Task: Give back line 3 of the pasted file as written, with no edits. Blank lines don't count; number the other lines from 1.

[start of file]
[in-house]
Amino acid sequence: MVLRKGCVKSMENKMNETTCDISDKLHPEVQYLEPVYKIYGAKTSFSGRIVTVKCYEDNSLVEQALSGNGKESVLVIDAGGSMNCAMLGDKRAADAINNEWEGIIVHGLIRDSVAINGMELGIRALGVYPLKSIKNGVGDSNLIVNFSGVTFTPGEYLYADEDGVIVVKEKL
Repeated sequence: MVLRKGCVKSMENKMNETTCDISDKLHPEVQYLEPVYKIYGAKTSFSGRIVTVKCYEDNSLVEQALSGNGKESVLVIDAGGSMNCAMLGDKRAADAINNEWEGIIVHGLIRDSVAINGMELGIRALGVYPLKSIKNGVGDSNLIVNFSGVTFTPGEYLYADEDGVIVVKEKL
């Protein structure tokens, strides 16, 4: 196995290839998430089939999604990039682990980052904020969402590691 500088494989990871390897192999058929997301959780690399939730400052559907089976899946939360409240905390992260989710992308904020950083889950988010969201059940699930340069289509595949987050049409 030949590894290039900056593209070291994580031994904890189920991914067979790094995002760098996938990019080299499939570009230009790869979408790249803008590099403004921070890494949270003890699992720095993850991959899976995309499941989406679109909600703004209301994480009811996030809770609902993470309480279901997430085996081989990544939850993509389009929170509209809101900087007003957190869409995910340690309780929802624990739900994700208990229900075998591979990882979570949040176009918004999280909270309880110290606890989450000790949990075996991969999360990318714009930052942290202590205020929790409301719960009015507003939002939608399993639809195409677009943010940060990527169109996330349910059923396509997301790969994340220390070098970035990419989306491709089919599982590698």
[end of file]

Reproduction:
Repeated sequence: MVLRKGCVKSMENKMNETTCDISDKLHPEVQYLEPVYKIYGAKTSFSGRIVTVKCYEDNSLVEQALSGNGKESVLVIDAGGSMNCAMLGDKRAADAINNEWEGIIVHGLIRDSVAINGMELGIRALGVYPLKSIKNGVGDSNLIVNFSGVTFTPGEYLYADEDGVIVVKEKL